Don, Steve, et Listers,
I thought I would repeat a little bit of the basic stuff I put out on this
subject about a year ago, so my apologies to those of you for whom this is
repetitive. I also dug out some data on pressure variation with altitude
that might be helpful, and also some info on glycols. Here goes:
First, the old stuff. Heat transfer from the engine to the world (air) can
be considered a three-step process; transfer from the internal engine
surfaces to the coolant, transfer from the coolant to the radiator internal
surfaces, and finally, transfer by forced convection from the radiator
external surfaces to the air. The efficiency of this process is dominated
by the weakest link; normally the last step, transfer from the radiator
surfaces to the air. The effectiveness of the heat transfer step is a
function of coolant heat capacity and flow rate. If this is NOT a
limitation, then the coolant temperature will be the same throughout the
system; i.e., the same temperature at the outlet of the radiator as at the
inlet. I want to emphasize this last point, because it is often believed
that a temperature drop across the radiator is a good thing, when in fact
just the opposite is true. So what about water versus other coolant media
like glycols? Water is very interesting stuff, and among its interesting
properties are high heat capacity (the amount of energy needed to raise its
temperature), low viscosity, and a reasonably high boiling point (of course
non-toxic, cheap, ubiquitous, etc. too). Glycols have some advantages in
terms of low freezing and higher boiling points, low corrosion, etc., but
have lower heat capacities and higher viscosities. These latter
deficiencies only come into play if, at the flow rate through the system,
there is a significant temperature drop across the radiator. Experience
seems to show that somewhere up to around a 50% concentration, a mixture of
ethylene glycol with water has minimal affect on the cooling efficiency
while at the same time both increasing the boiling point and decreasing the
freezing point. One small point of possible confusion to clear up here is
that, up to a point, adding glycol will have no effect at all. It's not a
linear kind of effect where, for example, the heat capacity of water is
twice that of glycol, so the system only works half as well with glycol
So what about these glycols; what are they? Glycol is a family of chemicals
of the form: CnH2n(OH)2 (the 2's and n's are subscripts) where n is an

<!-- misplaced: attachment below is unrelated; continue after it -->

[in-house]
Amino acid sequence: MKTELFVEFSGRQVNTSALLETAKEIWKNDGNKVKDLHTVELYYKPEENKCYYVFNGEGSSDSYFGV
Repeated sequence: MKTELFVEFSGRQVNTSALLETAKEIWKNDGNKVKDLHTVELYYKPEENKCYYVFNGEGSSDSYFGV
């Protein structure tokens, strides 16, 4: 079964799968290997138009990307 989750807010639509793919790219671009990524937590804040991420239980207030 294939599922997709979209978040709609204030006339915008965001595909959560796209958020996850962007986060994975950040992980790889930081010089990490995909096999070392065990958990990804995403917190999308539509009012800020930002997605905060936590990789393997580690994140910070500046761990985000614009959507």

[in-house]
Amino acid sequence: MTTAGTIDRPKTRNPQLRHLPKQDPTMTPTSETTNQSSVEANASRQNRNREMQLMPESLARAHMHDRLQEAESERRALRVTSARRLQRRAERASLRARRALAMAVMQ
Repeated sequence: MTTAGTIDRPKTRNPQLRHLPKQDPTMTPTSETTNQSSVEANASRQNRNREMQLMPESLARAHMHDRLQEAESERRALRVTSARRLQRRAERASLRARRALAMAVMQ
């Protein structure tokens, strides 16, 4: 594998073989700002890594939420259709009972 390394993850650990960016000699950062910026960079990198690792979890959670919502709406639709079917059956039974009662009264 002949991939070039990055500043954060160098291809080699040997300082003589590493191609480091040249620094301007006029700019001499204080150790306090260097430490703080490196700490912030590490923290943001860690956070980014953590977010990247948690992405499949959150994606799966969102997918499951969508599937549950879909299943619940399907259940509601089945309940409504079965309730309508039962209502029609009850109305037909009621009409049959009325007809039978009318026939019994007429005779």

integer which for ethylene glycol, is 1(unity). For propylene glycol, n=2
and it boils at 188C. Polypropylene glycol is one of a class of higher
molecular weight glycols used to make emulsifiers and detergents,
lubricants, hydraulic fluids, and solvents for vegetable oils and waxes,
etc. Polypropylene glycol is less soluble in water and more soluble in oils
than ethylene or propylene glycol. For this reason, I would worry a little
about its effects on rubber, seals, etc.
The affect of altitude on the boil-over point of the radiator has been
mentioned. The following is a table of pressure in pounds per square inch
versus altitude (above sea level)in feet.
3168 ` 13.0
This gives you a quantitative measure of the effect of altitude in reducing
the affective pressure of the radiator cap. For example, if you have a 14
#/sq-in cap, then in going from sea level to 6336 feet altitude, the
pressure drops 14.7 - 11.6 = 3.1 #/sq-in. The water in the radiator
responds to absolute pressure; i.e., the cap pressure plus atmospheric
pressure. So, at 6336 feet altitude, the total coolant pressure is 11.6 +
14 = 25.6 #/sq-in versus 14.7 + 14 = 28.7 #/sq-in at sea level. The net
result is that a 14 #/sq-in cap at 6336 feet is equivalent to a 14 - 3.1 =
10.9 #/sq-in cap a sea level. Or, the other way around, you would need a 14
= 3.1 = 17.1 #/sq-in cap at 6336 feet.
Well, I think that's probably enough cooling physics for now. Any questions?
Breathing easy at sea level in San Diego,
At 09:27 AM 9/23/98 -0700, Don Cordier wrote:
>Long time - no talk...
>Great discussions, eh?
>RE: Doug Mallory's comments about boiling during racing...
>While I agree that the gauge or something probably needs to be checked,
>do you know the altitude of the track where Doug was racing and the
>pressure device on the radiator - if any.
>I do not know the boiling decrease (off the top of my head) of water
>with decreasing atmospheric pressure but this may have been a factor???
>Do you know what the "normal" decrease is?
>Keep in touch when possible.
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